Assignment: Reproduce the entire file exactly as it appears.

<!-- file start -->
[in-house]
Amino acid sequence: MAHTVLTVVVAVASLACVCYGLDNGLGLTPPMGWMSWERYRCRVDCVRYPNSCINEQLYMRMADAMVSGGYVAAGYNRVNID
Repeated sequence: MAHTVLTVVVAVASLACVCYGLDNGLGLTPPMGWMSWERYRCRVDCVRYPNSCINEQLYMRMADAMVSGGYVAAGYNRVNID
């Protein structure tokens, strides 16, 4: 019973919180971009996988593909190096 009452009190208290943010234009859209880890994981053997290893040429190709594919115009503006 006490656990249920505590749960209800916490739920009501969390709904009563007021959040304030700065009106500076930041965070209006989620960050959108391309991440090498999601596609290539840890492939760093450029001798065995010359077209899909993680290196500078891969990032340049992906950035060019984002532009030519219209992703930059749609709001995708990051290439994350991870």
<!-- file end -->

[in-house]
Amino acid sequence: MAHTVLTVVVAVASLACVCYGLDNGLGLTPPMGWMSWERYRCRVDCVRYPNSCINEQLYMRMADAMVSGGYVAAGYNRVNID
Repeated sequence: MAHTVLTVVVAVASLACVCYGLDNGLGLTPPMGWMSWERYRCRVDCVRYPNSCINEQLYMRMADAMVSGGYVAAGYNRVNID
């Protein structure tokens, strides 16, 4: 019973919180971009996988593909190096 009452009190208290943010234009859209880890994981053997290893040429190709594919115009503006 006490656990249920505590749960209800916490739920009501969390709904009563007021959040304030700065009106500076930041965070209006989620960050959108391309991440090498999601596609290539840890492939760093450029001798065995010359077209899909993680290196500078891969990032340049992906950035060019984002532009030519219209992703930059749609709001995708990051290439994350991870």